Ignore the drama – do what’s right for your data center by Doug Mohney
Hot on the heels of the New York Times expose’ of data center evils last week comes a Pike Research $45 billion prediction by 2016 for green data centers. If you want to pick a side, be my guest, but don’t use either to plot your own fate in the data center world.
“The Cloud Factories” by James Glanz ran down data centers for being wasteful due to a variety of factors, including conservative estimates on compute needs, UPS backup, and inefficient power distribution and servers – issues that are being dealt with by leveraging virtualization (less servers) and better new-build facility designs combining better electrical design, utilizing climate-based (i.e. “Free”) cooling, and pushing server manufacturers to make efficient CPU-per-watt hardware.
Diesel generators are dirty and noisy, but we’re stuck with them as a near term solution for emergency power generation. Longer term, biodiesel offers a drop-in partial fix while Bloom Energy’s fuel cell solution may offer a more holistic fix If the company can push the price down.
Pike Researcher’s happy numbers predict a $17.1 billion market for green data centers today to grow at a compound annual growth rate of 28 percent to accumulate to $45.4 billion by 2016. As I’ve mentioned before, I’m not a fan of 5 year projections – if they’re so hot, the U.S. should already either already be out of the Great Recession or preparing for a financial doomsday with its looming federal budget cuts… assuming you’ve picked the right set of numbers.
Perhaps the best example of predictions-not-correct is to look at the U.S. energy picture today as compared to, say 5 years ago. The U.S. appeared to be dependent upon decreasing supplies of oil with increasing prices. In 2012, a boom in natural gas and even oil production has manufacturers planning to bring back production because gas is relatively cheap and plentiful.
If you’re running a green data center, your goal should be to be environmentally “friendly” as possible – whatever that means this day of the week – and make a profit. If you don’t make a profit, all the green goodness in the world can’t keep you in business.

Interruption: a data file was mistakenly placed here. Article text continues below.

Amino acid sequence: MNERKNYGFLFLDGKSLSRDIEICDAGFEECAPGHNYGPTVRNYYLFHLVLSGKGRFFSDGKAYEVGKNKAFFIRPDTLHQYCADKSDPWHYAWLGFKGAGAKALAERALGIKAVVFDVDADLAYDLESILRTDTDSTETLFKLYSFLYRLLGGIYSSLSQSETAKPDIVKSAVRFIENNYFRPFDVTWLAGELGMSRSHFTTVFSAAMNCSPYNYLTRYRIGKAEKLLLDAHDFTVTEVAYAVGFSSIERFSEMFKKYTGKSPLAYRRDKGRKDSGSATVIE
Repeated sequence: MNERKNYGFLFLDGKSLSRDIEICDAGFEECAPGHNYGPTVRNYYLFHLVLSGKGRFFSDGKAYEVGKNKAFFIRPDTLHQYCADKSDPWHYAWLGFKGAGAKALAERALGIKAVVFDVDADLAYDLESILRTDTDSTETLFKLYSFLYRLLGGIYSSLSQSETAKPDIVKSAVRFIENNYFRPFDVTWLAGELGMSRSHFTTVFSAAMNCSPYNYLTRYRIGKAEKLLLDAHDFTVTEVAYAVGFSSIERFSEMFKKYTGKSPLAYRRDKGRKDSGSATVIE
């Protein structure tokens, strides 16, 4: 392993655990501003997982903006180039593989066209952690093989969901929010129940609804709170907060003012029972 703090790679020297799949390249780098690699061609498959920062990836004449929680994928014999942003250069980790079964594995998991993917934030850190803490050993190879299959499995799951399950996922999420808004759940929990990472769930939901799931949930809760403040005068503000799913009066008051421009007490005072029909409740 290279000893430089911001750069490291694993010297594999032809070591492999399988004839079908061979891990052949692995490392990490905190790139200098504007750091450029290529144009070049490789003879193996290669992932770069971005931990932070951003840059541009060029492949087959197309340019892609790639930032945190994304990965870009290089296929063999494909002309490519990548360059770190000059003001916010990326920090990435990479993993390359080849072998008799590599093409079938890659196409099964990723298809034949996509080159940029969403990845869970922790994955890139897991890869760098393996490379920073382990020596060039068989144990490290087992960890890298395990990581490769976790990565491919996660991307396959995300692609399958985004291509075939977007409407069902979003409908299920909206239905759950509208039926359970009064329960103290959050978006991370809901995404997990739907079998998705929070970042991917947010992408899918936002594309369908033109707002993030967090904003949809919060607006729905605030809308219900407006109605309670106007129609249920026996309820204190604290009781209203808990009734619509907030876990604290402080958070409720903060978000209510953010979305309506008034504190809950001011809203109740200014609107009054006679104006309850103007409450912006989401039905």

However, part of making a profit is being as efficient as possible with managing major operational expenses. Power and water are operational expenses where you can be more efficient to save money while also meeting a greater goal to be eco-good.
And if you’ve got a capital project to improve energy efficiency, say that big HVAC replacement that will provide a return on investment in a couple of years, now’s the time to look at finding the money to do it. Interest rates are at an all-time low and are expected to stay that way for at least the next three years. If you need to borrow money for capital improvements, I feel fairly confident in saying it won’t get much better than the rates available over the next 12 months. If your company has available capital, better yet if you can demonstrate a reasonable return on investment since that money is now gathering dust at sub-percent interest rates at the bank.
I guess my advice is best summed up by borrowing the old phrase of “Think globally, act locally.” It’s great to think about helping the planet out, but you have to make and leverage the money you have access to locally in order to consistently contribute to the greater good.